Problem E
Odwrotna Notacja Polska
When writing an arithmetic expression, we usually use infix notation, where operators appear between the operands they operate on. However, this can lead to ambiguous expressions. For example:
\[ 5 + 7 * 3 \]This could be interpreted as $5+(7 * 3)$ or as $(5+7) * 3$. Most programming languages use precedence rules to determine the order of operations, and also allow using parentheses to force a specific order of evaluation.
There are, however, notations where the order of operations is unambiguous. One such notation is Reverse Polish Notation, or postfix notation, where operators appear after the operands. So, $2+2$ would be written as follows:
2 2 +
And $5+(7 * 3)$ would be written like this:
7 3 * 5 +
Without yet going into the details of how to evaluate these expressions, we can intuitively read this expression like this:

7 3 * evaluates to 21.

The expression thus becomes 21 5 +.

21 5 + evaluates to 26.
Similarly, $(5+7) * 3$ would become this:
5 7 + 3 *
In this problem, we are going to concern ourselves with a very limited subset of this notation. Even so, our expressions will operate on integers and booleans, and we will support the following operators:

Addition (+): Takes two integers and produces the sum of both integers.

Multiplication (*): Takes two integers and produces the product of both integers.

Equality (==): Takes two integers and produces a boolean value (true if the integers are equal, false otherwise)

Logical AND (and): Takes two boolean values and returns true if both of them are true, and false otherwise.

Logical OR (or): Takes two boolean values and returns true if one or both of them is true, and false otherwise.
An expression is composed of one or more tokens, which can be either operators (as described above), integers, or booleans. Evaluating an expression requires a stack data structure. The stack is initially empty, and we will process each token in the expression one by one, left to right, applying the following rules:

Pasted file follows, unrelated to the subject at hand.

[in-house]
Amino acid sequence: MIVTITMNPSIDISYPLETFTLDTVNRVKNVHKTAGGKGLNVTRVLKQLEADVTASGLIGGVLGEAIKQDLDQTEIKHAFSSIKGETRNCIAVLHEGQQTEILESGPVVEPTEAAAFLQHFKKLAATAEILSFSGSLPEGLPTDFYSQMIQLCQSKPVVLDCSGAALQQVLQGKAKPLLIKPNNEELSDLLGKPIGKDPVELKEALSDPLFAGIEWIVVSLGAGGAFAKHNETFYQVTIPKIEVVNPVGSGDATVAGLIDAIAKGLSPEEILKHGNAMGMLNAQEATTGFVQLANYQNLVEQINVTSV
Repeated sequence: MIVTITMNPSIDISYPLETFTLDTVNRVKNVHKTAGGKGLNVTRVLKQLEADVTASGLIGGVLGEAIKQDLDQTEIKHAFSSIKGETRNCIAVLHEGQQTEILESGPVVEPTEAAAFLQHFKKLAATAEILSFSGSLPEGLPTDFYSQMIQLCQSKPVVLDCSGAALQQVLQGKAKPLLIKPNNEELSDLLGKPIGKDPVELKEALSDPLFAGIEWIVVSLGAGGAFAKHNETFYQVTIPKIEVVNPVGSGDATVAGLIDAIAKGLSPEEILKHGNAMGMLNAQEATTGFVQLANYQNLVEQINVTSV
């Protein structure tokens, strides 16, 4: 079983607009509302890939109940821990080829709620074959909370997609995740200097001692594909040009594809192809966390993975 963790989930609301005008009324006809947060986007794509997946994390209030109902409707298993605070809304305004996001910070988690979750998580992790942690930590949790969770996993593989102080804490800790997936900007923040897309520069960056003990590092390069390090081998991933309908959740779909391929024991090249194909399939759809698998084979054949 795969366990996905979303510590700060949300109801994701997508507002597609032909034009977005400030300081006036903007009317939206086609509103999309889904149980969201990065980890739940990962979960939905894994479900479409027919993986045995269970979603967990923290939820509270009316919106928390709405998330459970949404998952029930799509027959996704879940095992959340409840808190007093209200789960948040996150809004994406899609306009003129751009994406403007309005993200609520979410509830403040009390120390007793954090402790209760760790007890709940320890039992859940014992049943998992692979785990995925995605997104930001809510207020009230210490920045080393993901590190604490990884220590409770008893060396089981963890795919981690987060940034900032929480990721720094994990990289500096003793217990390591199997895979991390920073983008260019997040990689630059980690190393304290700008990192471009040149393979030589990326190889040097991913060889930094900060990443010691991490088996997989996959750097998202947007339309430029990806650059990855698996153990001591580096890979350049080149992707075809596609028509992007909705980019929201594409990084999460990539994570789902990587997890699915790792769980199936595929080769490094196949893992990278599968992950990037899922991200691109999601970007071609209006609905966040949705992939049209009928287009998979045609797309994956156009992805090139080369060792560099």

If the token is an integer or a boolean (true or false), push it into the stack.

If the token is an operator:

Check if the stack has at least two values. If not, this is a SYNTAX ERROR.

Pop two values from the stack. These will be the operands to the operator.

If the operands donâ€™t have the same type (i.e., if one is an integer and the other is a boolean), this is a TYPE ERROR.

If the operator is addition, multiplication, or equality, but the operands are booleans, this is a TYPE ERROR.

If the operator is logical OR or logical AND, but the operands are integers, this is a TYPE ERROR.

At this point, we will know the operands are of the correct type. Apply the operator to the operands, and push the result into the stack.

We continue doing this until there are no tokens left in the expression (note that, if we encounter an error, we do not evaluate the expression further). If, after evaluating the expression, the stack is empty or contains more than one value, that is a SYNTAX ERROR. If there were no errors, the stack should have one (and only one) value in it. This value will be the result of evaluating the expression.
Input
The input contains a single line with the expression we want to evaluate. This will be a sequence of tokens, where each token is separated by a single space. The valid tokens are operators (+, *, ==, and, or), integers (for each integer $x$ you can assume that $0\leqslant x \leqslant 10\, 000$), and booleans (true or false). You can assume that there will be at least one token, but no more than 100 tokens.
Output
The output contains a single line with the result of evaluating the expression. If the expression produced no errors, this will be either an integer or a boolean. If the expression produced an error, the output will be either SYNTAX ERROR or TYPE ERROR.
Sample Input 1  Sample Output 1 

1 2 + 3 1 + * 
12 
Sample Input 2  Sample Output 2 

1 2 + 3 1 + * 12 == 
true 
Sample Input 3  Sample Output 3 

1 2 + 3 1 + * 12 == false and 
false 
Sample Input 4  Sample Output 4 

1 2 + 3 1 + * 12 == 100 and 
TYPE ERROR 
Sample Input 5  Sample Output 5 

1 2 3 * 
SYNTAX ERROR